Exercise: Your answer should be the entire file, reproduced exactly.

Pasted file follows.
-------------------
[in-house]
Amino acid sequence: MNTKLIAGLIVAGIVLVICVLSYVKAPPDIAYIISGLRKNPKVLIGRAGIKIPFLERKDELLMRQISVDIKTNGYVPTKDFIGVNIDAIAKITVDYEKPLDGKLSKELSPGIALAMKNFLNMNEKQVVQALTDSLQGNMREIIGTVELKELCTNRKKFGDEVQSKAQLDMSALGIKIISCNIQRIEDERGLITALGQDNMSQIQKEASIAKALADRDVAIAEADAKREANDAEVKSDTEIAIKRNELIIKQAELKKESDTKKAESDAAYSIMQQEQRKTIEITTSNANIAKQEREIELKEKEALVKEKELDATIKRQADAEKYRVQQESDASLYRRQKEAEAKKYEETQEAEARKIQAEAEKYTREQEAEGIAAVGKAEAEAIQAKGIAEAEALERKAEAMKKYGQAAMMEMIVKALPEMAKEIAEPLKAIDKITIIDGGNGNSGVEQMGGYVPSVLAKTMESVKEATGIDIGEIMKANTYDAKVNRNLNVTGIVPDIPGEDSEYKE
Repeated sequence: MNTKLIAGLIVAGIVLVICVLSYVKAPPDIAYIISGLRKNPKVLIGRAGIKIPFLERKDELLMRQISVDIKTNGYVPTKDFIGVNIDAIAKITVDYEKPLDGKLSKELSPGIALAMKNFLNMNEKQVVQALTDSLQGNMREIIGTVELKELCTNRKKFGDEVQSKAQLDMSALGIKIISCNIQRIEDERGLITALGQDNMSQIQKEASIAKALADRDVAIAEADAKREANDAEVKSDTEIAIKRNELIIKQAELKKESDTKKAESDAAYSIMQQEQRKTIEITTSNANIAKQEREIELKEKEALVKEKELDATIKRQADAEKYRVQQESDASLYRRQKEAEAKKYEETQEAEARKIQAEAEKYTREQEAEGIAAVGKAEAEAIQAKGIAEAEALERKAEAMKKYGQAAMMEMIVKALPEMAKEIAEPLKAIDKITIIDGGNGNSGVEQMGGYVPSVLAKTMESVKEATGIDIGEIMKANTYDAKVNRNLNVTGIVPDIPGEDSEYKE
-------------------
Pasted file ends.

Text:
[in-house]
Amino acid sequence: MNTKLIAGLIVAGIVLVICVLSYVKAPPDIAYIISGLRKNPKVLIGRAGIKIPFLERKDELLMRQISVDIKTNGYVPTKDFIGVNIDAIAKITVDYEKPLDGKLSKELSPGIALAMKNFLNMNEKQVVQALTDSLQGNMREIIGTVELKELCTNRKKFGDEVQSKAQLDMSALGIKIISCNIQRIEDERGLITALGQDNMSQIQKEASIAKALADRDVAIAEADAKREANDAEVKSDTEIAIKRNELIIKQAELKKESDTKKAESDAAYSIMQQEQRKTIEITTSNANIAKQEREIELKEKEALVKEKELDATIKRQADAEKYRVQQESDASLYRRQKEAEAKKYEETQEAEARKIQAEAEKYTREQEAEGIAAVGKAEAEAIQAKGIAEAEALERKAEAMKKYGQAAMMEMIVKALPEMAKEIAEPLKAIDKITIIDGGNGNSGVEQMGGYVPSVLAKTMESVKEATGIDIGEIMKANTYDAKVNRNLNVTGIVPDIPGEDSEYKE
Repeated sequence: MNTKLIAGLIVAGIVLVICVLSYVKAPPDIAYIISGLRKNPKVLIGRAGIKIPFLERKDELLMRQISVDIKTNGYVPTKDFIGVNIDAIAKITVDYEKPLDGKLSKELSPGIALAMKNFLNMNEKQVVQALTDSLQGNMREIIGTVELKELCTNRKKFGDEVQSKAQLDMSALGIKIISCNIQRIEDERGLITALGQDNMSQIQKEASIAKALADRDVAIAEADAKREANDAEVKSDTEIAIKRNELIIKQAELKKESDTKKAESDAAYSIMQQEQRKTIEITTSNANIAKQEREIELKEKEALVKEKELDATIKRQADAEKYRVQQESDASLYRRQKEAEAKKYEETQEAEARKIQAEAEKYTREQEAEGIAAVGKAEAEAIQAKGIAEAEALERKAEAMKKYGQAAMMEMIVKALPEMAKEIAEPLKAIDKITIIDGGNGNSGVEQMGGYVPSVLAKTMESVKEATGIDIGEIMKANTYDAKVNRNLNVTGIVPDIPGEDSEYKE